Hertz is going public again.
The company signaled its plans for the IPO in August when it reported second quarter financial results, including revenue that was nearly back to pre-pandemic levels and an operating profit stronger than before the pandemic. It also had a net loss of $168 million brought about by $633 million of reorganization expenses.
The company is benefiting from a shortage of rental cars that is boosting rates incredibly high by historical standards.
When the pandemic brought air travel to a near halt, rental car companies had far more cars on hand than they needed, so much so that they were forced to rent space in the parking lots of deserted sports stadiums to park their fleets. With so few people traveling, the companies sold cars into the used car market to raise the cash they needed to survive.
Once demand for travel began to return, automakers suddenly were hit by the computer chip shortage, which limited the number of new cars they could make. Rental car companies were unable to replenish their fleets – a supply chain nightmare that sent rental rates soaring to record levels.
Rental car rates have retreated 15% from the record high they hit in June, according to the US consumer price index, the nation’s key measure of inflation. But the rates were still 51% higher in September than in September 2019, before the pandemic, according to CPI. Few products or services are still that much above pre-pandemic levels.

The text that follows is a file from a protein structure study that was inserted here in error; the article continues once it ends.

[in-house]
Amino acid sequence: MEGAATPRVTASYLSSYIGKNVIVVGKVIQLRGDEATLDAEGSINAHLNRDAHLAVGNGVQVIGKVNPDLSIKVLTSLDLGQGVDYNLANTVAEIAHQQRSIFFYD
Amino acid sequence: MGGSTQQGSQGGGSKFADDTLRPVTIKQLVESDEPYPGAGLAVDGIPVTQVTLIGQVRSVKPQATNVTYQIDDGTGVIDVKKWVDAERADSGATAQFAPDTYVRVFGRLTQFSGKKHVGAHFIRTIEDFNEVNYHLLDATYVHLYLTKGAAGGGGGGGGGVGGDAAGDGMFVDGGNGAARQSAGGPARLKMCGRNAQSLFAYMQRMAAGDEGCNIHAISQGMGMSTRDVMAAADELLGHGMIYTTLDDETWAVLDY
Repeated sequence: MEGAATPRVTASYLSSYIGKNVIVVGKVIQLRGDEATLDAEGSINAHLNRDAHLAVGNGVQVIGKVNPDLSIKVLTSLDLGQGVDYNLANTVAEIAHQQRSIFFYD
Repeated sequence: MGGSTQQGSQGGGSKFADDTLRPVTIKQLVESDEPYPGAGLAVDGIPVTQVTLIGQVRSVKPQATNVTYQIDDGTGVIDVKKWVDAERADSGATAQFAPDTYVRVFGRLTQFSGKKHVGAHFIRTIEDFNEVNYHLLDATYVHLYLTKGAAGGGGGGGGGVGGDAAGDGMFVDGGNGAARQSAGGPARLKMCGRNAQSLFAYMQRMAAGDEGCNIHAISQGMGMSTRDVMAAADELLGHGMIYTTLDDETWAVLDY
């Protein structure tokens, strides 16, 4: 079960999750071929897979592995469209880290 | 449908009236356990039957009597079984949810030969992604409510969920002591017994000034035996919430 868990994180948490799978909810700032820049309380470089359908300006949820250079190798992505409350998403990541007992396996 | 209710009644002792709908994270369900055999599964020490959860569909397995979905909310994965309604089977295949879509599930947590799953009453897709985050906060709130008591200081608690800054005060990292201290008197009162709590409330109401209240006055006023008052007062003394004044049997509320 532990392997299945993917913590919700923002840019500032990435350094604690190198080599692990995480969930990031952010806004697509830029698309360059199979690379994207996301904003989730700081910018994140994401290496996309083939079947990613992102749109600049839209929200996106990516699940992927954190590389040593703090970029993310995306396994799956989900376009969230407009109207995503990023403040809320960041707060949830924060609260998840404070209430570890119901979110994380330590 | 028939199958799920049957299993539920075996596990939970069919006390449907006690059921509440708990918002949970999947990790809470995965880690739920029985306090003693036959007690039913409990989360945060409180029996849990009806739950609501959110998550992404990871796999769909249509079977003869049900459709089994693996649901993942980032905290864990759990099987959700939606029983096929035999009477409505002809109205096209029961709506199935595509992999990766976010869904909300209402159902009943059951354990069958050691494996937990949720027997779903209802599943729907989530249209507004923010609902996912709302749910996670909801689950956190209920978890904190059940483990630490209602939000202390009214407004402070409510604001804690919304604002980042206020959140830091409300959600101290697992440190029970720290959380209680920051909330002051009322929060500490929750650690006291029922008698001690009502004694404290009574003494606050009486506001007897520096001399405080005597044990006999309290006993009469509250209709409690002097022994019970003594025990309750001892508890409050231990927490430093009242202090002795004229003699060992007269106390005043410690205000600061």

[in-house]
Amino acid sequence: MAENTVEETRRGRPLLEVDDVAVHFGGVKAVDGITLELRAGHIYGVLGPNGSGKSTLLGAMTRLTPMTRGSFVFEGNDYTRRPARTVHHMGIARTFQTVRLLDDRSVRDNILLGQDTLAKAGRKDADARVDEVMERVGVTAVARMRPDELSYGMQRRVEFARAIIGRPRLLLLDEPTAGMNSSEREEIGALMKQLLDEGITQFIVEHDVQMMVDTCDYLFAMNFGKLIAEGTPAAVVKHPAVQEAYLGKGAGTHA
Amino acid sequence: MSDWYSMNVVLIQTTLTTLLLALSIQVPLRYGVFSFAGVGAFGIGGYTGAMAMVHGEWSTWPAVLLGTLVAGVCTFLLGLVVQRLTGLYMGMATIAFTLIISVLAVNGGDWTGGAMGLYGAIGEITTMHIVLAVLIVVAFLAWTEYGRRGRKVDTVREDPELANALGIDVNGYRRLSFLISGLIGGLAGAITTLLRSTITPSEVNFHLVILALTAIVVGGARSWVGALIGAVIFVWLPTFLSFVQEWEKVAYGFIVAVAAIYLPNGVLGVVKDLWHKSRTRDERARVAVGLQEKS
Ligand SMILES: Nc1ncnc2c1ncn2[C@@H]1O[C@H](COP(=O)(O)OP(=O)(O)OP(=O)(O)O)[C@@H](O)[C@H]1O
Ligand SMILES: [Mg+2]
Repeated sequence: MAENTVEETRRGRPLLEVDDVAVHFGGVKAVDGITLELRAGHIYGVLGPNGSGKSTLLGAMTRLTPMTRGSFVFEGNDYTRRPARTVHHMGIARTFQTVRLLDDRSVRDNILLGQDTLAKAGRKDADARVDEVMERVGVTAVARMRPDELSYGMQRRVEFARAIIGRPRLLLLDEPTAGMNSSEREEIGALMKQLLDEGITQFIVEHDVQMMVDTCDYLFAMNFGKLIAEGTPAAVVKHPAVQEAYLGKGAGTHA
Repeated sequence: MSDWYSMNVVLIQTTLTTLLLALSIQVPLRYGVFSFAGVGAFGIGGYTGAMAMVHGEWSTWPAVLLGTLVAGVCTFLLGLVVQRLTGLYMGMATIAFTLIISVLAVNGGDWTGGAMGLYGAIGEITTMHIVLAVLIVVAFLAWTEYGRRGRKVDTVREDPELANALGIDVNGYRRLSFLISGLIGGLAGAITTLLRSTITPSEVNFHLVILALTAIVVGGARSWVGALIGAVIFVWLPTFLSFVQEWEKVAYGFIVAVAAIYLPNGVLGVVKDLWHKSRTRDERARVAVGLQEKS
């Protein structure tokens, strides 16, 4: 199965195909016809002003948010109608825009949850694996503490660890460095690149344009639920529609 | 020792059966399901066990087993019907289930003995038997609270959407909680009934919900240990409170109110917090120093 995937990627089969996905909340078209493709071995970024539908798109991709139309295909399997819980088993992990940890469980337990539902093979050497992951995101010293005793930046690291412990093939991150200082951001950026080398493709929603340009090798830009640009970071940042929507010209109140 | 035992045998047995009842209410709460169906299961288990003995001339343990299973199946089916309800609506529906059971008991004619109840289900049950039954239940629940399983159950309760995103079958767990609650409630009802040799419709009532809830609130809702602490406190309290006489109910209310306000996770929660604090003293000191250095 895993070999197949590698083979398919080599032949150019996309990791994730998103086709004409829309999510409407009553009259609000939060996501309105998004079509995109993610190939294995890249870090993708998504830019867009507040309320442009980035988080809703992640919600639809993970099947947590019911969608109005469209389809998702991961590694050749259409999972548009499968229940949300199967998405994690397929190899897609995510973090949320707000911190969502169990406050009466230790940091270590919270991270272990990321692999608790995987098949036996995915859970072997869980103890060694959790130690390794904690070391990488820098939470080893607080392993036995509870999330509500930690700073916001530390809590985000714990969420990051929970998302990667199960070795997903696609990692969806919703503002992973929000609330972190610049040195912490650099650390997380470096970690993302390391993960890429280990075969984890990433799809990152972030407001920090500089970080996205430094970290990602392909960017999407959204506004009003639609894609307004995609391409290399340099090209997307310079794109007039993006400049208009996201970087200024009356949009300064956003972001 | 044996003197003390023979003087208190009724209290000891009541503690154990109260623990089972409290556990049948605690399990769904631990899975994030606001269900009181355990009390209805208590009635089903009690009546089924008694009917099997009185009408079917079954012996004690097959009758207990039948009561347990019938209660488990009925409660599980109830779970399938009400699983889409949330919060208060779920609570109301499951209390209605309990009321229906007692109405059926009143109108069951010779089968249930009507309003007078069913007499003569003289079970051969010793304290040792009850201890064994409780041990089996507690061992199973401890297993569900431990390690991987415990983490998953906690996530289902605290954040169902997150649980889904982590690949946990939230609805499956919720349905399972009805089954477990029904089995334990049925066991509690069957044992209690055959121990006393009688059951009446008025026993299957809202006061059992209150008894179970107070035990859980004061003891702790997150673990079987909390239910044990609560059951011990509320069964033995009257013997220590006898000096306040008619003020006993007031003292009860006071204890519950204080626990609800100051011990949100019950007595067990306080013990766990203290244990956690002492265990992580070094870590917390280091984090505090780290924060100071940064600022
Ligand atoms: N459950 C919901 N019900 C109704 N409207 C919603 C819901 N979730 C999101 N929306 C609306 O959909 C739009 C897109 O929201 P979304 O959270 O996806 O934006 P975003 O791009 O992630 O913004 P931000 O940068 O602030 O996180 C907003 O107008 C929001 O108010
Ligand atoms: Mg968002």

Hertz’s previous shareholders were pretty well wiped out by the bankruptcy. Financier Carl Icahn, its largest shareholder, lost about $2 billion on his investment when he sold his stock soon after the bankruptcy filing.
In short order, however, Hertz became hot with many retail investors, making it an early meme stock, a GameStop (GME) before shares of video game retailer GameStop (GME) enjoyed its own roller coaster ride.
That rise in Hertz’s shares prompted the company to propose selling additional shares to raise cash as it struggled to ride out the downturn and fund its operations during the pandemic.
Those plans were scrapped when the Securities and Exchange Commission objected, citing the likelihood that shareholders would be left with valueless stock at the conclusion of the bankruptcy process.